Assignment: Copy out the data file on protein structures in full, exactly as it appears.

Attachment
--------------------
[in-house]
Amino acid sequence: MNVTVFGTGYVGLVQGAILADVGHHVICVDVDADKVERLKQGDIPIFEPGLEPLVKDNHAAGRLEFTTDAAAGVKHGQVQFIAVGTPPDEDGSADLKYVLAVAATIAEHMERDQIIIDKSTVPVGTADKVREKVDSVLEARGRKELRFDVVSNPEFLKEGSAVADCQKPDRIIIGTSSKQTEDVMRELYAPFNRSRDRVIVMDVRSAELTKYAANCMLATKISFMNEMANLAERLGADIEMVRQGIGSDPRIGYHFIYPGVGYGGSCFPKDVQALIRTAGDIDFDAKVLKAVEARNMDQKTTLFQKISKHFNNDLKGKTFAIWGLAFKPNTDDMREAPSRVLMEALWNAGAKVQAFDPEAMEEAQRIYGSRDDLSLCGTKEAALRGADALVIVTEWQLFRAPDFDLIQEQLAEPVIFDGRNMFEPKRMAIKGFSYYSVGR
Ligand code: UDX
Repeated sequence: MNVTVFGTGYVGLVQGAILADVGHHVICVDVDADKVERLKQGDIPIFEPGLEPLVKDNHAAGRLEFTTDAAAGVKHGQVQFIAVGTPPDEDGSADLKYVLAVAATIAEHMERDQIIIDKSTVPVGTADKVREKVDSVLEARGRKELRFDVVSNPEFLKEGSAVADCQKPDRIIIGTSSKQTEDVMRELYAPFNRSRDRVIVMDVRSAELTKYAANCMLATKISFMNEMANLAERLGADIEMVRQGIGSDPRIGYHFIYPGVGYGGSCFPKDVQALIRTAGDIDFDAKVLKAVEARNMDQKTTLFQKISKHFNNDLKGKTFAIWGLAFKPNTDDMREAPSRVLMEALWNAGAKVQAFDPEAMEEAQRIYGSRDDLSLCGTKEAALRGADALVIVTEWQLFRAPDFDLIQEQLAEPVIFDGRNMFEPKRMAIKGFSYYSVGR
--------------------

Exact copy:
[in-house]
Amino acid sequence: MNVTVFGTGYVGLVQGAILADVGHHVICVDVDADKVERLKQGDIPIFEPGLEPLVKDNHAAGRLEFTTDAAAGVKHGQVQFIAVGTPPDEDGSADLKYVLAVAATIAEHMERDQIIIDKSTVPVGTADKVREKVDSVLEARGRKELRFDVVSNPEFLKEGSAVADCQKPDRIIIGTSSKQTEDVMRELYAPFNRSRDRVIVMDVRSAELTKYAANCMLATKISFMNEMANLAERLGADIEMVRQGIGSDPRIGYHFIYPGVGYGGSCFPKDVQALIRTAGDIDFDAKVLKAVEARNMDQKTTLFQKISKHFNNDLKGKTFAIWGLAFKPNTDDMREAPSRVLMEALWNAGAKVQAFDPEAMEEAQRIYGSRDDLSLCGTKEAALRGADALVIVTEWQLFRAPDFDLIQEQLAEPVIFDGRNMFEPKRMAIKGFSYYSVGR
Ligand code: UDX
Repeated sequence: MNVTVFGTGYVGLVQGAILADVGHHVICVDVDADKVERLKQGDIPIFEPGLEPLVKDNHAAGRLEFTTDAAAGVKHGQVQFIAVGTPPDEDGSADLKYVLAVAATIAEHMERDQIIIDKSTVPVGTADKVREKVDSVLEARGRKELRFDVVSNPEFLKEGSAVADCQKPDRIIIGTSSKQTEDVMRELYAPFNRSRDRVIVMDVRSAELTKYAANCMLATKISFMNEMANLAERLGADIEMVRQGIGSDPRIGYHFIYPGVGYGGSCFPKDVQALIRTAGDIDFDAKVLKAVEARNMDQKTTLFQKISKHFNNDLKGKTFAIWGLAFKPNTDDMREAPSRVLMEALWNAGAKVQAFDPEAMEEAQRIYGSRDDLSLCGTKEAALRGADALVIVTEWQLFRAPDFDLIQEQLAEPVIFDGRNMFEPKRMAIKGFSYYSVGR